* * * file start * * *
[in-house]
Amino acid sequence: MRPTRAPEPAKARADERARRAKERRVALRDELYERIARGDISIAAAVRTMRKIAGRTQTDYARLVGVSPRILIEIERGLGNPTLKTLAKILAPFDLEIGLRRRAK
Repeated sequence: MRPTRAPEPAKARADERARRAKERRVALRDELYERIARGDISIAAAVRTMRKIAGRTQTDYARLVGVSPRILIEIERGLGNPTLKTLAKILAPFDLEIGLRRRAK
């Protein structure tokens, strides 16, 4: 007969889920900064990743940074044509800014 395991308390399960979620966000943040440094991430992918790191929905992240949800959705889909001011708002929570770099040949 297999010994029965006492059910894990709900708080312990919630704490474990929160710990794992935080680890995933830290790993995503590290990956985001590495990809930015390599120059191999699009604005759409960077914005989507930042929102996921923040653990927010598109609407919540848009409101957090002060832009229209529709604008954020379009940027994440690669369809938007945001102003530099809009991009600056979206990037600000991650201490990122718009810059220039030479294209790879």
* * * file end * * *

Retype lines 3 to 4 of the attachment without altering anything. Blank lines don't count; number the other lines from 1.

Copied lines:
Repeated sequence: MRPTRAPEPAKARADERARRAKERRVALRDELYERIARGDISIAAAVRTMRKIAGRTQTDYARLVGVSPRILIEIERGLGNPTLKTLAKILAPFDLEIGLRRRAK
């Protein structure tokens, strides 16, 4: 007969889920900064990743940074044509800014 395991308390399960979620966000943040440094991430992918790191929905992240949800959705889909001011708002929570770099040949 297999010994029965006492059910894990709900708080312990919630704490474990929160710990794992935080680890995933830290790993995503590290990956985001590495990809930015390599120059191999699009604005759409960077914005989507930042929102996921923040653990927010598109609407919540848009409101957090002060832009229209529709604008954020379009940027994440690669369809938007945001102003530099809009991009600056979206990037600000991650201490990122718009810059220039030479294209790879």